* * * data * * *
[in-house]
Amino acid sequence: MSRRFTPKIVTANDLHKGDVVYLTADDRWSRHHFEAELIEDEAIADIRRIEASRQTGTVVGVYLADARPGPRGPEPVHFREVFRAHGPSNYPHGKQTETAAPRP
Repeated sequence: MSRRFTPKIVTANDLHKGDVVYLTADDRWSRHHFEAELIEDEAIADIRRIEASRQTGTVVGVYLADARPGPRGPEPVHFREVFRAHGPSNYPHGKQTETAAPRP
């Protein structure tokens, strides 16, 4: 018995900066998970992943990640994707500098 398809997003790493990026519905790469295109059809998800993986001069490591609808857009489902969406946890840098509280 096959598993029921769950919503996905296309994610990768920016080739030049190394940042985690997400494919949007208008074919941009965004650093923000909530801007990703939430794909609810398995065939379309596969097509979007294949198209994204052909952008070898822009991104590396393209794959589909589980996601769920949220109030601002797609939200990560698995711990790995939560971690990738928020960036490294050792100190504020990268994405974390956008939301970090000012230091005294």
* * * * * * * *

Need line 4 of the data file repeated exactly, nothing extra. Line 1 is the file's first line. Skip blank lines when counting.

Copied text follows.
């Protein structure tokens, strides 16, 4: 018995900066998970992943990640994707500098 398809997003790493990026519905790469295109059809998800993986001069490591609808857009489902969406946890840098509280 096959598993029921769950919503996905296309994610990768920016080739030049190394940042985690997400494919949007208008074919941009965004650093923000909530801007990703939430794909609810398995065939379309596969097509979007294949198209994204052909952008070898822009991104590396393209794959589909589980996601769920949220109030601002797609939200990560698995711990790995939560971690990738928020960036490294050792100190504020990268994405974390956008939301970090000012230091005294």